by Bill McBride on 11/05/2015 01:41:00 PM
Thursday, November 05, 2015
Hotels are on pace for the best year ever in terms of occupancy, even with competition from online sharing sites like Airbnb. Here is an article from HotelNewsNow: NYC hoteliers report modest Airbnb impact
The report, titled “Airbnb and impacts on the New York City lodging market and economy” and conducted by HVS Consulting and Valuation for the Hotel Association of New York City, breaks down losses to the New York City hotel industry and local economy attributable to Airbnb specifically. The study results showed losses of $451 million in direct revenue; $136 million in ancillary losses, such as food and beverage; construction losses of $1 billion; indirect effects of $102 million; induced effects of $115 million and $227 million in taxes.So far the impact has been modest and most hotels in the U.S. are seeing record occupancy (see below).
The $451 million in lost hotel revenue assumes all Airbnb customers would have otherwise booked a hotel room. ...
Hoteliers interviewed by HNN for this article did not comment directly on HVS’ findings. But by and large, hoteliers agreed they aren’t necessarily feeling the same effects as outlined in the HVS analysis when it comes to loss of rate and occupancy.
The key reasons for record occupancy are travel is up significantly, and there were few new hotels built following the financial crisis (limited inventory growth). However, lodging investment is up 39% year-over-year, and there will be new hotels coming.
My guess is the CRUNCH for online sharing will come when there are more hotels, and when the economy slows down again. I suspect the online sharing sites will come under serious pressure from both hoteliers and local tax collecting agencies when the occupancy rate starts to decline (in addition to neighbor complaints). But for now it is good times for all.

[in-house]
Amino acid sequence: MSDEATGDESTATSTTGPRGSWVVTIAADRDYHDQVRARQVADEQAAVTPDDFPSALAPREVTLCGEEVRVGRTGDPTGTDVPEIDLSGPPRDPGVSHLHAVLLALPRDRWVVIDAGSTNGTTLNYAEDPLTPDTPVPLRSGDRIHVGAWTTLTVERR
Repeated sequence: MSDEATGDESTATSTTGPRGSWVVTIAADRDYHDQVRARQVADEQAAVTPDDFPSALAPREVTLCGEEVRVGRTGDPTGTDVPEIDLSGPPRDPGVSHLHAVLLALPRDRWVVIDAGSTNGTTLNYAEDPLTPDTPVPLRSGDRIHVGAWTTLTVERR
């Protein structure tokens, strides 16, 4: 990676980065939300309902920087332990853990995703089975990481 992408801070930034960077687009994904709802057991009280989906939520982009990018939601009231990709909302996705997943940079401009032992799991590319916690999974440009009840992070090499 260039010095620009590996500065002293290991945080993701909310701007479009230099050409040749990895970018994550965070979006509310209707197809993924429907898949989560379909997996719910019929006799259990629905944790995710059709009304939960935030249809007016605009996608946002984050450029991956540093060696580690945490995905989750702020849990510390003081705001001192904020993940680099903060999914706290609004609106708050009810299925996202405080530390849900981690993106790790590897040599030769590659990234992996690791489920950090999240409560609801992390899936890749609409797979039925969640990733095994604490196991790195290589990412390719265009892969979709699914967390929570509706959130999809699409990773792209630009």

And here is weekly update on hotel occupancy from HotelNewsNow.com: STR: US results for week ending 31 October
The U.S. hotel industry recorded positive results in the three key performance measurements during the week of 25-31 October 2015, according to data from STR, Inc.The following graph shows the seasonal pattern for the hotel occupancy rate using the four week average. Hotels are now in the Fall business travel season.
In year-over-year measurements, the industry’s occupancy increased 1.2% to 62.3%. Average daily rate for the week was up 5.1% to US$120.46. Revenue per available room increased 6.4% to finish the week at US$75.06.
The red line is for 2015, dashed orange is 2014, blue is the median, and black is for 2009 - the worst year since the Great Depression for hotels. Purple is for 2000.
I added 2001 (yellow) to show the impact of 9/11/2001 on hotel occupancy. Occupancy was already down in 2001 due to the recession, and really collapsed following 9/11.
For 2015, the 4-week average of the occupancy rate is solidly above the median for 2000-2007, and above last year.
Right now 2015 is above 2000 (best year for hotels), and 2015 will probably be the best year ever for hotels.
1) 2015 67.6%
2) 2000 67.0%
3) 2014 66.4%
Data Source: Smith Travel Research, Courtesy of HotelNewsNow.com
Posted by Bill McBride on 11/05/2015 01:41:00 PM